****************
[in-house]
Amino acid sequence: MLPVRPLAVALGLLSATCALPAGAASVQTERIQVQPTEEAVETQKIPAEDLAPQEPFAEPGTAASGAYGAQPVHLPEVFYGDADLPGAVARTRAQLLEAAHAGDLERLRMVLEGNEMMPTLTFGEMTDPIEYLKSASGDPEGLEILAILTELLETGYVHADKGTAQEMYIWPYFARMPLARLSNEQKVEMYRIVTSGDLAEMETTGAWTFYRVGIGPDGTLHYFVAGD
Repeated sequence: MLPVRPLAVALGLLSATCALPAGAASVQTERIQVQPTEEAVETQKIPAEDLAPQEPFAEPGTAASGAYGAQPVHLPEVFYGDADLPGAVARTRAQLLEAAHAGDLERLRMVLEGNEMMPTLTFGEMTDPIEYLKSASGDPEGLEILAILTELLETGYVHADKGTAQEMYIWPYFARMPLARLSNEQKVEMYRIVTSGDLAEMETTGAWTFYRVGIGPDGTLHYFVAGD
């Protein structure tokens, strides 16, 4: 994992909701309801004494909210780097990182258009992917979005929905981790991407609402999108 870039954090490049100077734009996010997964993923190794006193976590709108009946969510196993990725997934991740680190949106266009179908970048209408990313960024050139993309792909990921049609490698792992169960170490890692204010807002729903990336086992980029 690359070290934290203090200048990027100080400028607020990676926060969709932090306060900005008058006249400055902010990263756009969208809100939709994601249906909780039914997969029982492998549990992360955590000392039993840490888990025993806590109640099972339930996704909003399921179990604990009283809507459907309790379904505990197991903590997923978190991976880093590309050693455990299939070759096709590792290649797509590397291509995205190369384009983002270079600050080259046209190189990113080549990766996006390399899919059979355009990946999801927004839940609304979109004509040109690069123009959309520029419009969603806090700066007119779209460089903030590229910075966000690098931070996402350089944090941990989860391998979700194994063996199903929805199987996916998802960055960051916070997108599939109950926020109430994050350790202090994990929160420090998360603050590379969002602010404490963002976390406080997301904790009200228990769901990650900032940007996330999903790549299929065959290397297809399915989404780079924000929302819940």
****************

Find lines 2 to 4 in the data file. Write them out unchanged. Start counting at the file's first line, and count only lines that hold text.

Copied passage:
Amino acid sequence: MLPVRPLAVALGLLSATCALPAGAASVQTERIQVQPTEEAVETQKIPAEDLAPQEPFAEPGTAASGAYGAQPVHLPEVFYGDADLPGAVARTRAQLLEAAHAGDLERLRMVLEGNEMMPTLTFGEMTDPIEYLKSASGDPEGLEILAILTELLETGYVHADKGTAQEMYIWPYFARMPLARLSNEQKVEMYRIVTSGDLAEMETTGAWTFYRVGIGPDGTLHYFVAGD
Repeated sequence: MLPVRPLAVALGLLSATCALPAGAASVQTERIQVQPTEEAVETQKIPAEDLAPQEPFAEPGTAASGAYGAQPVHLPEVFYGDADLPGAVARTRAQLLEAAHAGDLERLRMVLEGNEMMPTLTFGEMTDPIEYLKSASGDPEGLEILAILTELLETGYVHADKGTAQEMYIWPYFARMPLARLSNEQKVEMYRIVTSGDLAEMETTGAWTFYRVGIGPDGTLHYFVAGD
């Protein structure tokens, strides 16, 4: 994992909701309801004494909210780097990182258009992917979005929905981790991407609402999108 870039954090490049100077734009996010997964993923190794006193976590709108009946969510196993990725997934991740680190949106266009179908970048209408990313960024050139993309792909990921049609490698792992169960170490890692204010807002729903990336086992980029 690359070290934290203090200048990027100080400028607020990676926060969709932090306060900005008058006249400055902010990263756009969208809100939709994601249906909780039914997969029982492998549990992360955590000392039993840490888990025993806590109640099972339930996704909003399921179990604990009283809507459907309790379904505990197991903590997923978190991976880093590309050693455990299939070759096709590792290649797509590397291509995205190369384009983002270079600050080259046209190189990113080549990766996006390399899919059979355009990946999801927004839940609304979109004509040109690069123009959309520029419009969603806090700066007119779209460089903030590229910075966000690098931070996402350089944090941990989860391998979700194994063996199903929805199987996916998802960055960051916070997108599939109950926020109430994050350790202090994990929160420090998360603050590379969002602010404490963002976390406080997301904790009200228990769901990650900032940007996330999903790549299929065959290397297809399915989404780079924000929302819940």